The exclusion of 1,545 pink sheets from the final analysis of the KPMG audit report took centre stage at the Supreme Court hearing of the election petition challenging the legitimacy of President John Dramani Mahama.
A total of 1,545 pink sheets were left out of the final analysis of the 13,926 pink sheets filed by the petitioners on the grounds that the polling station names, codes or exhibit numbers on those pink sheets were not eligible.
At the Supreme Court’s sitting in Accra yesterday, Mr Addison told the court that there were ways of ascertaining the eligibility of those pink sheets, adding that, indeed, the petitioners had found 1,291 of those pink sheets legible after careful scrutiny.
Counsel argued that in the instances when there were polling stations without names, those polling stations could be ascertained with code numbers.
He also indicated that polling stations without code numbers could be identified by either names and/or codes, and vice versa, adding that the 1,545 pink sheets should have been included in the KPMG’s final analysis.
Petitioners’ Issue with KPMG Report
According to Mr Addison, the petitioners had filed 11,842 pink sheets and had, therefore, clearly been vindicated by the KPMG report which indicated that 8,675 unique pink sheets had been found in the registrar’s set of pink sheets.
Counsel said the KPMG excluded 1,545 pink sheets which it (KPMG) claimed did not have clear polling station names, codes and/or exhibit numbers and indicated that the reasons for the rejection of those pink sheets had been set out in the KPMG’s main report.
Page VII of the main report cited a number of acronyms which stood for No Polling Station Name (NPN), No Polling Station Code (NPC), Unclear Polling Station Name (UPN), Unclear Polling Station Code (UPC), No Exhibit Number (NEN), among others.
Responding to those remarks by the KPMG, counsel said polling stations without names could be ascertained with code numbers, while those with no polling station codes could be ascertained with either exhibit numbers or names, and vice versa.
Mr Justice Baffoe-Bonnie
One of the justices, Mr Justice Paul Baffoe-Bonnie, said he had initially been under the impression that the 1,545 pink sheets could not be identified because they were totally ineligible but Mr Addison explained that they were excluded by one reason or another.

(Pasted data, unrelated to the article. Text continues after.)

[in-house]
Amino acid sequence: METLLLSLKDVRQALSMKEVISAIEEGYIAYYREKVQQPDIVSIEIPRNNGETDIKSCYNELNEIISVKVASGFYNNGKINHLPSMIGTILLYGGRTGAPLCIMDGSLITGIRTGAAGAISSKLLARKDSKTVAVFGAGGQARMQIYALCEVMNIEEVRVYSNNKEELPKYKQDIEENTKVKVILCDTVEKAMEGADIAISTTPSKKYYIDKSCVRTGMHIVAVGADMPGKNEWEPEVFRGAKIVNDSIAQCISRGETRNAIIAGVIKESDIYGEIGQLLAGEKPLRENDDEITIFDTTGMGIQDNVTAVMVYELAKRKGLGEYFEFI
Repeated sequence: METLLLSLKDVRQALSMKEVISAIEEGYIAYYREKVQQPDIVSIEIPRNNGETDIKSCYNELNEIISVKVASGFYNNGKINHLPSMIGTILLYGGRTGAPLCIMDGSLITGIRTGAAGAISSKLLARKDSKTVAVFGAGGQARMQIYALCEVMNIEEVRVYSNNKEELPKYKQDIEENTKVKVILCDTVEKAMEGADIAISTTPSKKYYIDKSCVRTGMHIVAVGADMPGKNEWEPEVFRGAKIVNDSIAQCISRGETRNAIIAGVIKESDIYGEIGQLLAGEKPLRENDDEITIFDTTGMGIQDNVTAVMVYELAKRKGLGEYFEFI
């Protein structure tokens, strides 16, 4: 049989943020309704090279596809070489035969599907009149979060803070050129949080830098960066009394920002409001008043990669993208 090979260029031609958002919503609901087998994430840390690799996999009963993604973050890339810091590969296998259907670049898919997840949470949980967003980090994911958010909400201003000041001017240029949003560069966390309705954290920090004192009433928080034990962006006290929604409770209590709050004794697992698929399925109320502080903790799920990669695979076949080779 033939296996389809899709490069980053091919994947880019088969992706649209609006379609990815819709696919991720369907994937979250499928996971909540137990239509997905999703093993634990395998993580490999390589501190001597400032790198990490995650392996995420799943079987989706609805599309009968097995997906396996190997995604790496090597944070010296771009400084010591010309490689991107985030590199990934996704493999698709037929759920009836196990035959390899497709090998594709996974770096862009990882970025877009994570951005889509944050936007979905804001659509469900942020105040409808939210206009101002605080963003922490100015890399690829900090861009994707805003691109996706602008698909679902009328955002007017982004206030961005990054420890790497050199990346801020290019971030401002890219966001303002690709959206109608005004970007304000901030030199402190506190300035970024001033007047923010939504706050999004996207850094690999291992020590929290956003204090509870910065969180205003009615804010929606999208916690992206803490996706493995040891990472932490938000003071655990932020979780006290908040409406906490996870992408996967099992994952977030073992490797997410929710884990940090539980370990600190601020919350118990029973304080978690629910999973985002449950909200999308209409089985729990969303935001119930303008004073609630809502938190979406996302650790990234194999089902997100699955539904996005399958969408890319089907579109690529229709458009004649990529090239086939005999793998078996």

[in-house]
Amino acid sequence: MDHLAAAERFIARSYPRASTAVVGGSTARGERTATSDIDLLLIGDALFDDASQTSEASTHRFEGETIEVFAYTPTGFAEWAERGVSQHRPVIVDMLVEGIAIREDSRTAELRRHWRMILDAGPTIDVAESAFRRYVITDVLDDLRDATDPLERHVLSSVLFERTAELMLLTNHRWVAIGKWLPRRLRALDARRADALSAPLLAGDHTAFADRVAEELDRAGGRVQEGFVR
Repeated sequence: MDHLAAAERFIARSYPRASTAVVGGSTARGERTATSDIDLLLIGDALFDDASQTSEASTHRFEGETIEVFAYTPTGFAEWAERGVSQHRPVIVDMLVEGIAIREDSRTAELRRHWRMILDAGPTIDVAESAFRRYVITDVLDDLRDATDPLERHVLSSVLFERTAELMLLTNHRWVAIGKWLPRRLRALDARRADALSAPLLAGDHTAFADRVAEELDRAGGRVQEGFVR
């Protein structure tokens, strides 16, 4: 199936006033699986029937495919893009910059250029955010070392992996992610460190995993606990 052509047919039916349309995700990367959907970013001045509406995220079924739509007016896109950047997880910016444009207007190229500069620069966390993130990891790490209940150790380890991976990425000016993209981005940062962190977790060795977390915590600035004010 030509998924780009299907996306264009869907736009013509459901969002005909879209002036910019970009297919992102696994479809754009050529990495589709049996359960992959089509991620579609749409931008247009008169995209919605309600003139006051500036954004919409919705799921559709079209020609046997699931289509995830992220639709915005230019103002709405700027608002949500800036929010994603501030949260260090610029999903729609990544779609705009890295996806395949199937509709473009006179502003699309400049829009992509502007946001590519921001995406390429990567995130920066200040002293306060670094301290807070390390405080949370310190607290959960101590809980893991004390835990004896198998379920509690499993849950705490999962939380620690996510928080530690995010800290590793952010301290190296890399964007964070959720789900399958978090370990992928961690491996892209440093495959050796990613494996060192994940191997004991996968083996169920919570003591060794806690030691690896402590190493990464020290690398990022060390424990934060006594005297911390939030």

Mr Justice Baffoe-Bonnie, at another stage of proceedings, also stated that he did not understand why the 1,545 pink sheets were excluded in the final report.
Every Pink Sheet was Captured in the Report
Lead counsel for the National Democratic Congress (NDC), Mr Tsatsu Tsikata, explained to the court that the KPMG captured 13,926 pink sheets served on the registrar by the petitioners, adding, “Every sheet in the registrar’s set has been counted.”
He further explained that the said 1,545 pink sheets were part of the 13,926 pink sheets counted by the KPMG.
Counsel expressed concern over what Mr Addison sought to do with respect to his stance on the said 1,545 pink sheets and indicated that if Mr Addison was of the view that the petitioners had been vindicated by the KPMG report, he should proceed and address the court on it.
A decision needs to be taken
Mr Justice Jones Dotse then took the parties through one of the pages of the final report which recommended that the court needed to take a decision on the said 1,545 polling stations.
Mr Addison explained that even 34 out of the 1,545 pink sheets which were identified as being part of the set for the President of the court were also excluded by KPMG.
According to Mr Addison, the petitioners later identified 850 pink sheets which had unique polling station codes, with an additional 655 being pink sheets which were also identified out of the 1,545 that had been declared ineligible by KPMG.
Rules Provide for Remedy
At that point, Mr Justice N. S. Gbadegbe informed Mr Addison that the rules of court provided a remedy for such situations, to which Mr Addison replied, “The opportunity is not lost.”
Lead counsel for President Mahama, Mr Tony Lithur, expressed concern over what he termed the introduction of “extraneous material” through other means, with reference to the petitioners’ identification of some pink sheets in the lot of 1,545.
Counsel said those pink sheets were not included in the report because they did not meet the criteria set out, adding that Mr Addison had ample opportunity to cross-examine the witness from KPMG, Nii Amanor Dodoo, when he mounted the box to testify.
Mr Lithur argued that Mr Addison’s posturing was drawing the court backwards and consequently advised his learned friend to address the court on his concerns.
However, Mr Justice Baffoe-Bonnie said an address was not the way out because there might be a way to ascertain the eligibility of those 1,545 pink sheets, as well as find out if there were duplications or not.
Mr Justice Anin Yeboah also advised Mr Addison to come by a formal application to make his case for the inclusion of the said 1,545 pink sheets.
He also reminded counsel that the KPMG report was now part of the court’s record.
Mr Addison responded that, that was the reason the petitioners had attempted to tender their comments on the final report.
Distinguish Between Two Matters
According to the President of the panel, Mr Justice William Atuguba, there was the need to distinguish the issues which, he said, were the actual number of pink sheets filed by the petitioners and whether or not the respondents had been short-served.